Interesting. Thanks Joel. The PZeroes are on my list for comparison with the Toyos and Dunlops in the spring; I'll report back.
  • autonomousautonomous Posts: 1,769
    Speaking of F1, anyone want to predict if this will be another Schumacher year or should we just assume this is the Schumillenium?


    Your notes about SF make me wonder what are the favorite cities for drivers. Monaco is probably not Schumie's first choice. NYC Montreal is a great drive; one pleasure is finding roadways that can be timed so that you cruise from one end of the city to the other without hitting the brakes or stop for a light. There's also the mountain and the port area for some variety. Recently the 40, a major artery, has been repaired and slightly widened to make for a more secure drive. Which makes me wonder what other driveability characteristics should a city have? I would exclude street racing in the urban core although having a track nearby can be an important outlet for those who want to exercise themselves and their machines.
  • dwryterdwryter Posts: 87
    For years I bought tires at, then had Costco mount, balance and install them. The latest price for that was a reasonable $14/tire. But as of last August, Costco (at least the ones in Southern California) no longer provide this service. Also, they've discontinued their policy of special-ordering tires they don't normally stock. Since they have very limited selection, my favorite option -- using Costco -- is gone.


    So I checked around a bit. wanted $97 each for the PZeros. Sears doesn't normally stock them, but said they'd order them for only $237 each (gee, thanks). Evans Tire, a local chain I think, wanted $105 each, so I went with them. Most of the $32 (4 x $8) difference in price between Evans and would have been eaten up by shipping costs, and I'd have had to pay someone else to mount/balance/install.


    Just one man's tiresome tale of some tires.
  • cogs25cogs25 Posts: 39
    I've been following the discussions on replacement tires. I'm specifically interested in how the replacements do in snow, as I got stuck twice recently in 5" of snow with the Dunlops. Those with newer tires in the snow belt, are they better or worse than the Dunlops?


  • autonomousautonomous Posts: 1,769
    If you're getting 5" of snow you should consider separate tires for the winter. All season tires may be fine but winter tires have several advantages (see message 7201 for details). You may want to think of these tire choices in terms of winter boots and running shoes; some people wear running shoes all year long but do you really want to chance it with 5" of snow?
  • autonomousautonomous Posts: 1,769
    According to Desrosiers Consultants, in Canada the Mazda3 ranked as fifth top seller for 2004. It "is close behind to the The Toyota Corolla sedan was fourth, with annual sales of 44,563, an 8.4% decline from 2003. The hot-selling Mazda3 (sedan and hatchback), a new model for 2004, was fifth with total sales of 42,680 - up an astounding 1215% when compared to its predecessor the Protégé." For more information, check the Automobile News section of Canadian Driver (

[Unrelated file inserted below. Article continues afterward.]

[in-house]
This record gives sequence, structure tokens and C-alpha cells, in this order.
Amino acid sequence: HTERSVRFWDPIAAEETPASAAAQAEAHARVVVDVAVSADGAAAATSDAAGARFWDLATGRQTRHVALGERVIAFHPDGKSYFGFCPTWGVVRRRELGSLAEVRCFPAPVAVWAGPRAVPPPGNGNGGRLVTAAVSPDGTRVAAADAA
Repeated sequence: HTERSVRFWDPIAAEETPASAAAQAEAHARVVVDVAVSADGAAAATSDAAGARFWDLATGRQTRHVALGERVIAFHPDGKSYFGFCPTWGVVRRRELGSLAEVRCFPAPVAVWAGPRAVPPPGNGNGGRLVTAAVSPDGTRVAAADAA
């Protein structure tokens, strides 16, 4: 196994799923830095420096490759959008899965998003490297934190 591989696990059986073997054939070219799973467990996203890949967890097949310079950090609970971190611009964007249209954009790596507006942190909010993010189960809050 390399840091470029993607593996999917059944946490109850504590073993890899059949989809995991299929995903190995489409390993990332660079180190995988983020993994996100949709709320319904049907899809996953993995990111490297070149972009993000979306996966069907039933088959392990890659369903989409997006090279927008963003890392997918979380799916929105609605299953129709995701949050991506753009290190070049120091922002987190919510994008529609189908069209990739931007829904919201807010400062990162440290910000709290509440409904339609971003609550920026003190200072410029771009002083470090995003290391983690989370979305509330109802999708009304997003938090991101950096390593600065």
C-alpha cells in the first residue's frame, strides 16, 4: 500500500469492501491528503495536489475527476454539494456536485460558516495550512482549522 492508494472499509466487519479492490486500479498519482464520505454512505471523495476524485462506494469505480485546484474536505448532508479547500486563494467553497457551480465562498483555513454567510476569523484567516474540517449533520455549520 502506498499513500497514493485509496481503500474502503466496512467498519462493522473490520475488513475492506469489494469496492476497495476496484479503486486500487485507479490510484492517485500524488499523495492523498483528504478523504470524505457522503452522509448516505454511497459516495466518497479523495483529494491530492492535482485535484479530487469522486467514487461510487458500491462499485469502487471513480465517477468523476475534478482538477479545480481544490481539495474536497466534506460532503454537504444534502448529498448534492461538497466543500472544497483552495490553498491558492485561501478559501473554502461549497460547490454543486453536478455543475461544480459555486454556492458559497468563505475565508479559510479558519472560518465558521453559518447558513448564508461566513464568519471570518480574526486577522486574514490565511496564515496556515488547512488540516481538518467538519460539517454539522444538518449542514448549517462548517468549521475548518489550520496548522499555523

• kauai215kauai215 Posts: 190
    You wrote:

    "Those with newer tires in the snow belt, are they better or worse than the Dunlops?"


    I'll pitch in and offer a few ideas.


    I suspect your question, as asked, is difficult to answer. New tires will have 10/32" or more of tread, and in consequence will surely be superior to the (likely) near-bald tires that were discarded when the new tires were purchased. Thus, the comparison is not really fair. Of course the new tires will perform better in the snow regardless of what brand or model just because of the advantage afforded by the deep tread vs. the worn out Dunlops.


    A proper comparison would require a new Dunlop compared to a new alternative. Typical "end users" don't have such options for making comparisons.


    Your best bet might be to visit the Tire Rack website and read their reviews of tires. See what appeals to you, and then ask about that particular tire on various discussion groups, and use the search feature to find comments as well.


    For what it's worth, if you live where you need to drive a lot on snow, today's dedicated snow tires are amazing, performing far better than the best of the four-season tires. They're well worth the money if you spend a lot of time on snow and ice. Be sure to buy four, not two, if you choose this option.


    I regularly see it said of four-season tires that they do well at NOTHING. I suspect that's a slight exaggeration, but still... something to think about.


    It's a bit late in the season to buy snow tires, though. The manufacturers apparently produce only a limited number, and when the supplies are exhausted, that's it until next season.


    I put Dunlop Winter Sport M3 tires on our Si this year. They're super for our needs.
  • isseyvooisseyvoo Posts: 121